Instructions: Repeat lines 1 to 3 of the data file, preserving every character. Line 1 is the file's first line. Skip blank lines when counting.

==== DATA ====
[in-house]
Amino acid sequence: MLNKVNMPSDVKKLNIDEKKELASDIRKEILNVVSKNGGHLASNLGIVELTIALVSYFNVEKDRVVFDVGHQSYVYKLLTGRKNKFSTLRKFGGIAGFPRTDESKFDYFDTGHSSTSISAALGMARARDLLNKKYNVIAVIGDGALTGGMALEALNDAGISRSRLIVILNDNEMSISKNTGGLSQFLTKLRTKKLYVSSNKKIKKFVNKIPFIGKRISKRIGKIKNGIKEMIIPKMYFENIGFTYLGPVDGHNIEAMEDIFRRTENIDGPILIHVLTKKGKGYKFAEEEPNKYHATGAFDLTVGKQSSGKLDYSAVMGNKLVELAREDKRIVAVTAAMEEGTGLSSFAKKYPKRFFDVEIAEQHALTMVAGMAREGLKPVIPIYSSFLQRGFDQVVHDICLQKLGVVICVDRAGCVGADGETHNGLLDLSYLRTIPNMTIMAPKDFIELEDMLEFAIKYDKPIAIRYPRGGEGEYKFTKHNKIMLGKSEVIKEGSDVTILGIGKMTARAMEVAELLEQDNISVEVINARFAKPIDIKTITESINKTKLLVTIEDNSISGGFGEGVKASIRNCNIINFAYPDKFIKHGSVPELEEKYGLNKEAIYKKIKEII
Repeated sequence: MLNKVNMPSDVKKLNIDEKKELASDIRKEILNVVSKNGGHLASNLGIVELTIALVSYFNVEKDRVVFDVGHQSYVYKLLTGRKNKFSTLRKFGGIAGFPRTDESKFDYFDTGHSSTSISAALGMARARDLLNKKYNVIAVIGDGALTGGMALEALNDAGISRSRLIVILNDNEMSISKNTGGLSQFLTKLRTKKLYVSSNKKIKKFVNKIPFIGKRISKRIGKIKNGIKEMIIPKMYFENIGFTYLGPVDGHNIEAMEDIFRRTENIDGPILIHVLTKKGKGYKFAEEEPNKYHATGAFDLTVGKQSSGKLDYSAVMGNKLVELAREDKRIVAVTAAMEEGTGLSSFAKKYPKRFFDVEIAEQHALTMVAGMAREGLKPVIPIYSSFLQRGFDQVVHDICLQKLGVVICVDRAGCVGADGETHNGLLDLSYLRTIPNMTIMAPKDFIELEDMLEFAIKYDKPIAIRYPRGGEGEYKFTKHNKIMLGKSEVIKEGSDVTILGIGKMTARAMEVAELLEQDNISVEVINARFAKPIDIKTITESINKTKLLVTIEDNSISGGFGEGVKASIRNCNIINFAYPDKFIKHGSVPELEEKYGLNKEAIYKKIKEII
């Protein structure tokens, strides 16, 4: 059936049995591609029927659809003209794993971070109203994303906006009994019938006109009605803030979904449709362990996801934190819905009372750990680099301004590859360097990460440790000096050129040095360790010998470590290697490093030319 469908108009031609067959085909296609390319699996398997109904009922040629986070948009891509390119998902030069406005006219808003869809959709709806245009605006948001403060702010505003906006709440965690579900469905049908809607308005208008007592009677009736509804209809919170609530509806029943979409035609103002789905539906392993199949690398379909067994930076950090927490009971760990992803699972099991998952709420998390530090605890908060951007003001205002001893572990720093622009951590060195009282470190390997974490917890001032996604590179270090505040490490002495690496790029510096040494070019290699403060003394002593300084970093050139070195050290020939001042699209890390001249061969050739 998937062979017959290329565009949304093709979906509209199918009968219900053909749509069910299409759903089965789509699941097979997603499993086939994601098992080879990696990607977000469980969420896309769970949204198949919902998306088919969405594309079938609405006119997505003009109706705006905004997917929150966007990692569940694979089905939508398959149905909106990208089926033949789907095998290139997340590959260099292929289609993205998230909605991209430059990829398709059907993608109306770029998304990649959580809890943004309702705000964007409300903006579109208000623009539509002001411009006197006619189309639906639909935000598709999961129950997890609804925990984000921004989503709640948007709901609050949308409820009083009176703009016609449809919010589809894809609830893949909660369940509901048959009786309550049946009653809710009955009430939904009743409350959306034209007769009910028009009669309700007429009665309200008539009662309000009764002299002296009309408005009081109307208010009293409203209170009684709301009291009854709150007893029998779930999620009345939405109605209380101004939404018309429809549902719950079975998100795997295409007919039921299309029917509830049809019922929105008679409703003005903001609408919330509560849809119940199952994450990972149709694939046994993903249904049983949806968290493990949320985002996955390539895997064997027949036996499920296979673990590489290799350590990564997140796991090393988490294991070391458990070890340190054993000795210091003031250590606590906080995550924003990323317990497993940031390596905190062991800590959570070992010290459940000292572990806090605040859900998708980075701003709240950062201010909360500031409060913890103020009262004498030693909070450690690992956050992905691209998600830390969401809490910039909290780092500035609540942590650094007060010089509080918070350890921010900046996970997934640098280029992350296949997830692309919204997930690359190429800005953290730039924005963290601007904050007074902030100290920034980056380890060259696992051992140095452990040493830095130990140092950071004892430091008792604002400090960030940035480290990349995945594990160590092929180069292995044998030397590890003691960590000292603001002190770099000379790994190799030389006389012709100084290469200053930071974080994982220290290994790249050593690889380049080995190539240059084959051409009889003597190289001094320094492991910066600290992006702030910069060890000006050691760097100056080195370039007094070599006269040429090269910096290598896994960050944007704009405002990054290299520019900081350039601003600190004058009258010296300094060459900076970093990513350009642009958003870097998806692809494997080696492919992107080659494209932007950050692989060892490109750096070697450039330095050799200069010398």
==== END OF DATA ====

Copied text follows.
[in-house]
Amino acid sequence: MLNKVNMPSDVKKLNIDEKKELASDIRKEILNVVSKNGGHLASNLGIVELTIALVSYFNVEKDRVVFDVGHQSYVYKLLTGRKNKFSTLRKFGGIAGFPRTDESKFDYFDTGHSSTSISAALGMARARDLLNKKYNVIAVIGDGALTGGMALEALNDAGISRSRLIVILNDNEMSISKNTGGLSQFLTKLRTKKLYVSSNKKIKKFVNKIPFIGKRISKRIGKIKNGIKEMIIPKMYFENIGFTYLGPVDGHNIEAMEDIFRRTENIDGPILIHVLTKKGKGYKFAEEEPNKYHATGAFDLTVGKQSSGKLDYSAVMGNKLVELAREDKRIVAVTAAMEEGTGLSSFAKKYPKRFFDVEIAEQHALTMVAGMAREGLKPVIPIYSSFLQRGFDQVVHDICLQKLGVVICVDRAGCVGADGETHNGLLDLSYLRTIPNMTIMAPKDFIELEDMLEFAIKYDKPIAIRYPRGGEGEYKFTKHNKIMLGKSEVIKEGSDVTILGIGKMTARAMEVAELLEQDNISVEVINARFAKPIDIKTITESINKTKLLVTIEDNSISGGFGEGVKASIRNCNIINFAYPDKFIKHGSVPELEEKYGLNKEAIYKKIKEII
Repeated sequence: MLNKVNMPSDVKKLNIDEKKELASDIRKEILNVVSKNGGHLASNLGIVELTIALVSYFNVEKDRVVFDVGHQSYVYKLLTGRKNKFSTLRKFGGIAGFPRTDESKFDYFDTGHSSTSISAALGMARARDLLNKKYNVIAVIGDGALTGGMALEALNDAGISRSRLIVILNDNEMSISKNTGGLSQFLTKLRTKKLYVSSNKKIKKFVNKIPFIGKRISKRIGKIKNGIKEMIIPKMYFENIGFTYLGPVDGHNIEAMEDIFRRTENIDGPILIHVLTKKGKGYKFAEEEPNKYHATGAFDLTVGKQSSGKLDYSAVMGNKLVELAREDKRIVAVTAAMEEGTGLSSFAKKYPKRFFDVEIAEQHALTMVAGMAREGLKPVIPIYSSFLQRGFDQVVHDICLQKLGVVICVDRAGCVGADGETHNGLLDLSYLRTIPNMTIMAPKDFIELEDMLEFAIKYDKPIAIRYPRGGEGEYKFTKHNKIMLGKSEVIKEGSDVTILGIGKMTARAMEVAELLEQDNISVEVINARFAKPIDIKTITESINKTKLLVTIEDNSISGGFGEGVKASIRNCNIINFAYPDKFIKHGSVPELEEKYGLNKEAIYKKIKEII